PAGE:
Valentinian III(redirected from Flavius Placidius Valentinianus)
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Related to Flavius Placidius Valentinianus: Valentinian II, Constantius III, Placidia, Theodoric I
Valentinian III,419–55, Roman emperor of the West (425–55). Two years after the death of his uncle, HonoriusHonorius,
384–423, Roman emperor of the West (395–423). On the death (395) of Theodosius I, the Roman Empire was divided; Arcadius, the elder son, received the East, and Honorius, the younger son, received the West. This division proved to be a permanent one.
..... Click the link for more information. , he was placed on the throne by his cousin Theodosius II, who deposed the usurper John. Valentinian's mother, Galla PlacidiaGalla Placidia
, c.388–450, Roman empress of the West, daughter of Theodosius I. Captured by Alaric I in the course of his Italian campaign, she was held by the Visigoths as a hostage and married (414) Alaric's successor Ataulf.
..... Click the link for more information. , was regent during his minority, but from 433 to 454 the general AetiusAetius,
c.396–454, Roman general. At first unfriendly to Valentinian III, he later made his peace with Valentinian's mother, Galla Placidia, and was given a command in Gaul.
..... Click the link for more information. was the actual ruler in the West. In Africa, BonifaceBoniface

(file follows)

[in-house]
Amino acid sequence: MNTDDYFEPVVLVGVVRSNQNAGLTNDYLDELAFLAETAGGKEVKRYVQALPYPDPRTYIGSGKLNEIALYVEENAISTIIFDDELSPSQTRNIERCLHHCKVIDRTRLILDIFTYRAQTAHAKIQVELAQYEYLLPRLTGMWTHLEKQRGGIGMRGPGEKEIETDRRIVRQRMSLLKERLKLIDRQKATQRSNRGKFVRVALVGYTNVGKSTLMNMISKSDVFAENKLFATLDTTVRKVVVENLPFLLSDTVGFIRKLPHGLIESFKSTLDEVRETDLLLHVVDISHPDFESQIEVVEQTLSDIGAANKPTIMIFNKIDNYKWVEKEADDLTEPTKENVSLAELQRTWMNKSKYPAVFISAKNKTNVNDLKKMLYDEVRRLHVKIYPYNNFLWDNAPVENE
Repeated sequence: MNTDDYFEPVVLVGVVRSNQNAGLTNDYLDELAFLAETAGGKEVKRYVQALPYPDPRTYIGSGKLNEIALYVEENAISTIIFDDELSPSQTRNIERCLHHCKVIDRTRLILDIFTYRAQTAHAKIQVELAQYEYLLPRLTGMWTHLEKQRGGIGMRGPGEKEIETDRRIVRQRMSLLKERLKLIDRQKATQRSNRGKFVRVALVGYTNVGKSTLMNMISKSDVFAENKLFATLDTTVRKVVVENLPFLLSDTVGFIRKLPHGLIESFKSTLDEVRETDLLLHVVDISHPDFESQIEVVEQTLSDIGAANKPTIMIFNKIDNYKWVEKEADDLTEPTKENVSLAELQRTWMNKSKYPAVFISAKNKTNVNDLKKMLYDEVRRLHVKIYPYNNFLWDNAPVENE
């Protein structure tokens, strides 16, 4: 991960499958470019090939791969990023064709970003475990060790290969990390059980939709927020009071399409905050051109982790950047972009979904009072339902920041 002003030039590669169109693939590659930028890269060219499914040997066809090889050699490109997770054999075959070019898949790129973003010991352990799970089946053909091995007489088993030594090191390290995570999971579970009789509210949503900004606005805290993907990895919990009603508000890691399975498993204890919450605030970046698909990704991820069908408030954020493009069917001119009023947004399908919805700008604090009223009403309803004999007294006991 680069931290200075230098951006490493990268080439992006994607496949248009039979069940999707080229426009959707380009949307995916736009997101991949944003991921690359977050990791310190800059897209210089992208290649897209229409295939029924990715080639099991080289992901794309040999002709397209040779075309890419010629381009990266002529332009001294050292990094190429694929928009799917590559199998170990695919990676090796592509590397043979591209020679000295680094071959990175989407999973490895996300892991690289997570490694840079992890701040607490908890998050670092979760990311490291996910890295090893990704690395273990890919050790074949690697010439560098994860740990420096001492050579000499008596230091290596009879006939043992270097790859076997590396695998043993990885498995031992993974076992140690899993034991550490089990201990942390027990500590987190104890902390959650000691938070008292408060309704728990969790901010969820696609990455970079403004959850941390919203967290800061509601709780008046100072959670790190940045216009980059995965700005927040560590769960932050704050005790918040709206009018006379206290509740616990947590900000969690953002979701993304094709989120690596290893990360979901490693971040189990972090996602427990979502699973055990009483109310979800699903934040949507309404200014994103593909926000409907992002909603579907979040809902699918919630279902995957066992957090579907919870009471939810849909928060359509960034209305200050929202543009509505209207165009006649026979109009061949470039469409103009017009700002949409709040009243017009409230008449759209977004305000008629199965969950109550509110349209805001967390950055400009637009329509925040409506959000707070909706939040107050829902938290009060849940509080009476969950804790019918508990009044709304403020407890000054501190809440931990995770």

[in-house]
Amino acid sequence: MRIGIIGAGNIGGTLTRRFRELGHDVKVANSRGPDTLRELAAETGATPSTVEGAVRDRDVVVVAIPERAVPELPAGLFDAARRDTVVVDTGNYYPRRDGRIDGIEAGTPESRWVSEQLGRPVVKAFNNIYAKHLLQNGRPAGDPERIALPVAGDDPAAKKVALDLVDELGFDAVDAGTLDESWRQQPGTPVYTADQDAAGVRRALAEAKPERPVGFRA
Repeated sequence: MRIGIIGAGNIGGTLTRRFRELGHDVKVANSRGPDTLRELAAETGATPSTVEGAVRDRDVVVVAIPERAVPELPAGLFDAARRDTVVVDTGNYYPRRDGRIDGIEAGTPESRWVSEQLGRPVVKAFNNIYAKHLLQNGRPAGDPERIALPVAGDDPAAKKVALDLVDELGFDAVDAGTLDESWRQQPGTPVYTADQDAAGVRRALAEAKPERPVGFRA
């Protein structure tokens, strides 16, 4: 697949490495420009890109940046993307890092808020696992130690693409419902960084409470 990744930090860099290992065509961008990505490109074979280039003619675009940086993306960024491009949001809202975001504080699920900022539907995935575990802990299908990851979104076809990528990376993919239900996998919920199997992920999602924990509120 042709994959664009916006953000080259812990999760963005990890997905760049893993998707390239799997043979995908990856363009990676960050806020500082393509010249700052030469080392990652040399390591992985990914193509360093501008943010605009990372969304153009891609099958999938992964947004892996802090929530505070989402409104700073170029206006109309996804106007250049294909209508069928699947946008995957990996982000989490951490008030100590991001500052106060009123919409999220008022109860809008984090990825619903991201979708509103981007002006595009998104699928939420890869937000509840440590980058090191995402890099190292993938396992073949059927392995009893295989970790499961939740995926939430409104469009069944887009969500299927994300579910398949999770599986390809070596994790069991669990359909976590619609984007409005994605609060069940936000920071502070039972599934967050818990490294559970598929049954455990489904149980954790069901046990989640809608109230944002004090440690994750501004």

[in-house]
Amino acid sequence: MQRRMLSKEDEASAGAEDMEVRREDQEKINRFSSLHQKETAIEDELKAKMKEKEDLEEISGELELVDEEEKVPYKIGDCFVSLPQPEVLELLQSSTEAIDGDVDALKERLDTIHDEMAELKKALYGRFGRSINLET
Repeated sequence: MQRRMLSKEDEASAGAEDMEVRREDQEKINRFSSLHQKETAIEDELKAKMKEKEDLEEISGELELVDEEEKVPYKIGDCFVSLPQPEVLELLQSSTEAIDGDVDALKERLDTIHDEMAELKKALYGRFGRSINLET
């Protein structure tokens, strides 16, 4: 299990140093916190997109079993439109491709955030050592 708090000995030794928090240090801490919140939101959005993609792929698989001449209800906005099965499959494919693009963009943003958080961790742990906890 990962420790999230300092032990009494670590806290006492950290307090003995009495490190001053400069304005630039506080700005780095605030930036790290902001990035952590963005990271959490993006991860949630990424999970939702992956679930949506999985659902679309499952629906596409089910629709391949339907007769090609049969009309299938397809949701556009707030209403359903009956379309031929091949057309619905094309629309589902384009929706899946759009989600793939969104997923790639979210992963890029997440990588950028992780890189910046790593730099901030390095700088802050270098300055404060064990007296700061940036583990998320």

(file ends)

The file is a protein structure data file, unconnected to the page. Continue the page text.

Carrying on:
, d. 432, Roman general. He defended (413) Marseilles against the Visigoths under Ataulf. Having supported Galla Placidia in her struggle with her brother, Emperor Honorius, Boniface fled to Africa in 422.
..... Click the link for more information. was defeated (430) by the Vandals under GaisericGaiseric
, c.390–477, king of the Vandals and Alani (428–77), one of the ablest of the barbarian invaders of the Roman Empire. He led (429) his people from Spain into Africa, possibly at the request of Boniface, and quickly subdued a large
..... Click the link for more information. ; by 442 Aetius was obliged to acknowledge Vandal independence. The empire was also disturbed by the war between Aetius and Boniface, by general barbarian unrest, and by peasant revolts. Valentinian proved an indolent and ineffectual ruler, although he supported the efforts of Pope Leo I (see Leo I, SaintLeo I, Saint
(Saint Leo the Great), c.400–461, pope (440–61), an Italian; successor of St. Sixtus III. A Doctor of the Church, he was one of the greatest pontiffs of the early years of the church. He waged a firm campaign against schism and heresy.
..... Click the link for more information. ) to enforce ecclesiastical order in the West. The terrible invasions of the Huns under AttilaAttila
, d. 453, king of the Huns (445–53). After 434 he was coruler with his brother, whom he murdered in 445. In 434, Attila obtained tribute and great concessions for the Huns in a treaty with the Eastern Roman emperor Theodosius II, but, taking advantage of Roman wars
..... Click the link for more information. began in 441; although defeated (451) in Gaul by Aetius, Attila briefly invaded N Italy in 452. In 454, Valentinian murdered Aetius, and shortly afterward Valentinian was himself assassinated. He was succeeded by Maximus.
Valentinian III, Valentinianus III
?419--455 ad, emperor of the Western Roman Empire (425--455). His government lost Africa to the Vandals. With Pope Leo I he issued (444) an edict giving the bishop of Rome supremacy over the provincial churches